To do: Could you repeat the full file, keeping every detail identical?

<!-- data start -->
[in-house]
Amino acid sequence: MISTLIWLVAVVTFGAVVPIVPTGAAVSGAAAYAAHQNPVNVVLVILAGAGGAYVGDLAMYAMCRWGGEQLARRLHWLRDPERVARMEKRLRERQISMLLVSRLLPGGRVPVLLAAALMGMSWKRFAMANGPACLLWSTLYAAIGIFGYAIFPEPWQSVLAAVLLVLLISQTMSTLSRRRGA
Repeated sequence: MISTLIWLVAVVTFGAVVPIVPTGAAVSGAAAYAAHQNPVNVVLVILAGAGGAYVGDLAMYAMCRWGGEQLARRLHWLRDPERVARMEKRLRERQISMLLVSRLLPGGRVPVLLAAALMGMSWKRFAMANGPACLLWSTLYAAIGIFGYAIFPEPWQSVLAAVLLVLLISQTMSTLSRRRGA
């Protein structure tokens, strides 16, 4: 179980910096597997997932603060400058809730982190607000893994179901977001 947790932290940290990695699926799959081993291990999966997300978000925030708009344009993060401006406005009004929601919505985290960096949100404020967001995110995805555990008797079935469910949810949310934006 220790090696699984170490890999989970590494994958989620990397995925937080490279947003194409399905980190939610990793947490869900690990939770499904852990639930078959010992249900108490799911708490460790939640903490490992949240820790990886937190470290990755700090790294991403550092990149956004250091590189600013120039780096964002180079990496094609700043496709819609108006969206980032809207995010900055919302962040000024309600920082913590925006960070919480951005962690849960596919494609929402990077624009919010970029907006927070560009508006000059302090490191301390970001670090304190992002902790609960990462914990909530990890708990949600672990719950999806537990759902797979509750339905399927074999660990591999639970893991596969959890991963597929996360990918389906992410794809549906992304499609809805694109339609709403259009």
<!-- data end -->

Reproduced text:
[in-house]
Amino acid sequence: MISTLIWLVAVVTFGAVVPIVPTGAAVSGAAAYAAHQNPVNVVLVILAGAGGAYVGDLAMYAMCRWGGEQLARRLHWLRDPERVARMEKRLRERQISMLLVSRLLPGGRVPVLLAAALMGMSWKRFAMANGPACLLWSTLYAAIGIFGYAIFPEPWQSVLAAVLLVLLISQTMSTLSRRRGA
Repeated sequence: MISTLIWLVAVVTFGAVVPIVPTGAAVSGAAAYAAHQNPVNVVLVILAGAGGAYVGDLAMYAMCRWGGEQLARRLHWLRDPERVARMEKRLRERQISMLLVSRLLPGGRVPVLLAAALMGMSWKRFAMANGPACLLWSTLYAAIGIFGYAIFPEPWQSVLAAVLLVLLISQTMSTLSRRRGA
């Protein structure tokens, strides 16, 4: 179980910096597997997932603060400058809730982190607000893994179901977001 947790932290940290990695699926799959081993291990999966997300978000925030708009344009993060401006406005009004929601919505985290960096949100404020967001995110995805555990008797079935469910949810949310934006 220790090696699984170490890999989970590494994958989620990397995925937080490279947003194409399905980190939610990793947490869900690990939770499904852990639930078959010992249900108490799911708490460790939640903490490992949240820790990886937190470290990755700090790294991403550092990149956004250091590189600013120039780096964002180079990496094609700043496709819609108006969206980032809207995010900055919302962040000024309600920082913590925006960070919480951005962690849960596919494609929402990077624009919010970029907006927070560009508006000059302090490191301390970001670090304190992002902790609960990462914990909530990890708990949600672990719950999806537990759902797979509750339905399927074999660990591999639970893991596969959890991963597929996360990918389906992410794809549906992304499609809805694109339609709403259009």